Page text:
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Did the Russian government interfere in the U.S. election? Did Russian President Vladimir Putin collect damaging information on President Donald Trump?
Putin provided his perspective in the exclusive inaugural episode of "Sunday Night With Megyn Kelly" after NBC News' Megyn Kelly posed both of those questions to the Russian president.
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Kelly met Putin in St. Petersburg, the Russian president's hometown and his nation's onetime capital, after sharing a contentious discussion about Russia's attempts to hack the 2016 election at the St. Petersburg World International Economic Forum. Putin, a former KGB agent, has been painted as the puppet master behind the challenge on November's voting.
U.S. intelligence agencies have concluded that Putin ordered the disruption of the election. During the interview, Putin tried to dismiss the evidence by claiming that the United States has a history of meddling in foreign elections.
"Put your finger anywhere on a map of the world, and everywhere you will hear complaints that American officials are interfering in internal electoral processes," he said.
Kelly pushed back at the assertion, saying it sounded like Putin's attempt to justify his government's attempts to influence elections.
"Every action has an equal and opposite reaction," he said. "But, I repeat, we don't even have to do that. Presidents come and go, and even the parties in power change, but the main political direction does not change."
Putin claimed that Russia has a preference in an election but only reacts to the "political direction" that the United States seems to be heading in.
"It wouldn't make sense for us to interfere," he said.
The conversation later turned to a pre-campaign dossier that was purportedly collected on Trump.
Asked whether "you have something damaging on our president?" Putin — who once worked as a KGB recruiter — replied: "Well, this is just another load of nonsense. Where would we get this information from?"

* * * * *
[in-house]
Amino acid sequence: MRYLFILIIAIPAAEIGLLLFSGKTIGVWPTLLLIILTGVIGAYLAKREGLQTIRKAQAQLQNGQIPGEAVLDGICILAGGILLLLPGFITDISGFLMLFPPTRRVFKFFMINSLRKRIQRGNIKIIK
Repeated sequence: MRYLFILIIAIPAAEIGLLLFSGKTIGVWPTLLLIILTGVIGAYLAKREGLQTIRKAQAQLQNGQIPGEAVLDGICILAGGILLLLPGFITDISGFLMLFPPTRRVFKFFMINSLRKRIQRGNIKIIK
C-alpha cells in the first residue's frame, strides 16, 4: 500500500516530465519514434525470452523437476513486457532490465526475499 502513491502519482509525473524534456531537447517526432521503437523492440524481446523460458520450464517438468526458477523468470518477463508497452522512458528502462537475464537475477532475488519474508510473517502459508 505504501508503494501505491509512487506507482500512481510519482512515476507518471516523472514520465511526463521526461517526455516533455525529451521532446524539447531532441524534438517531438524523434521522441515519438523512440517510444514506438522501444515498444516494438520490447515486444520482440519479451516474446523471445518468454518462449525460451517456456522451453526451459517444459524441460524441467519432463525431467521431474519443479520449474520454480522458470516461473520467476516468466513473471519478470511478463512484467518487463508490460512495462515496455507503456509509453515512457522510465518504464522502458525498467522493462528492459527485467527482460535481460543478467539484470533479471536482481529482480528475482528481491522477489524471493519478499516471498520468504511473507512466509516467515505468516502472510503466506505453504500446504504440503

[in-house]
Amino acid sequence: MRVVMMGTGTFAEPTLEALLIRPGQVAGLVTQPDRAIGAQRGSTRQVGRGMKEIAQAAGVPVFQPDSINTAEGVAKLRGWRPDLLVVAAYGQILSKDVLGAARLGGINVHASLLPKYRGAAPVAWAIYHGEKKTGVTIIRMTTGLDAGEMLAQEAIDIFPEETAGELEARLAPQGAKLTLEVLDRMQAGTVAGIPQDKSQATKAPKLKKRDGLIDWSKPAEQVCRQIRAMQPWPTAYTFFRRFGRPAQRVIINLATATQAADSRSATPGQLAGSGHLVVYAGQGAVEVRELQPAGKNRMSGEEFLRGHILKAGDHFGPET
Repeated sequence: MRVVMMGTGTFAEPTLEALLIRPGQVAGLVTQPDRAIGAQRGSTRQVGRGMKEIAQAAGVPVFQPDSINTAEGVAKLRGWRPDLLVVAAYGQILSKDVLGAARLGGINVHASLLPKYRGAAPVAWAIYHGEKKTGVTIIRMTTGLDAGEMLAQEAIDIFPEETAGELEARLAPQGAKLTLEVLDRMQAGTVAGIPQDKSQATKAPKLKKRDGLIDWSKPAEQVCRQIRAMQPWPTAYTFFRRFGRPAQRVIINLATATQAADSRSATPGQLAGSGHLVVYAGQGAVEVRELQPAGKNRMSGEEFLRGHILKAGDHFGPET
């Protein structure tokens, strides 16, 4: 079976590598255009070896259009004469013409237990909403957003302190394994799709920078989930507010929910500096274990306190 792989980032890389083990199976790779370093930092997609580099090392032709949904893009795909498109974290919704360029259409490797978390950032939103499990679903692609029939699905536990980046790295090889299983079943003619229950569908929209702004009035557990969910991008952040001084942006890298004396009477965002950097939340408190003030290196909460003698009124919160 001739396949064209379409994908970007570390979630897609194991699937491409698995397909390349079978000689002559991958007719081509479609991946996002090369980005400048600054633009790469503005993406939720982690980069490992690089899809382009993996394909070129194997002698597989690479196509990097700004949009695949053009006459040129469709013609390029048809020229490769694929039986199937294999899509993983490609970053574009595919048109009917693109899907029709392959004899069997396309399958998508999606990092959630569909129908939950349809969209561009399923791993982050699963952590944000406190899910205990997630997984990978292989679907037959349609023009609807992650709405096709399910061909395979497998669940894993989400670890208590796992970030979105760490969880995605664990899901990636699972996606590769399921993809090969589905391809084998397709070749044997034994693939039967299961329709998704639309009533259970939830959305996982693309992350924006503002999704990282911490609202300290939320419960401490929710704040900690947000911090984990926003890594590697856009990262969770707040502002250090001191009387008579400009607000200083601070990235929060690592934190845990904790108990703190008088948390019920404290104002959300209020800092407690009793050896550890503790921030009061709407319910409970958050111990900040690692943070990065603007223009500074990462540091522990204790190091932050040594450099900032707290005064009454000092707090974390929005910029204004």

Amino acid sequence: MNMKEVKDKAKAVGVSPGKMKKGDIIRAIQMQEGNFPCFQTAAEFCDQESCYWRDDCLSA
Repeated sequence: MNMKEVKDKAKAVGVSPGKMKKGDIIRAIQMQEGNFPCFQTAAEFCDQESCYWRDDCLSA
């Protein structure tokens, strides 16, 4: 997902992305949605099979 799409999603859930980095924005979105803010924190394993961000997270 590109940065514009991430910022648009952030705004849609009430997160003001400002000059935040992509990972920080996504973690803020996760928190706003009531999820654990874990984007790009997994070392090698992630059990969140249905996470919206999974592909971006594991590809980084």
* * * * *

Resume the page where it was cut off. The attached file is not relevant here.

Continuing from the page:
"Why, did we have some special relationship with him?" Putin asked. "We didn't have any relationship at all. There was a time when he used to come to Moscow. But you know, I never met with him. We have a lot of Americans who visit us."
The well-known spin master then attempted to turn the tables.
"Right now, I think we have representatives from a hundred American companies that have come to Russia," Putin said. "Do you think we're gathering compromising information on all of them right now or something? Have you all lost your senses over there?"
Kelly concluded by asking Putin about and the Russian Federation's recent history of corruption, repression and silencing of dissidents. He dismissed the allegations and again told the United States to avoid moralizing.
"Why do you feel you have the right to ask us these kinds of questions? And do it all the time? To moralize and to give us lessons on how to live?" he said. "We're ready to listen to comments when it is done constructively, with the goal of establishing a relationship, creating a common environment. But we will absolutely not accept when these sorts of things are used as an instrument of political conflict."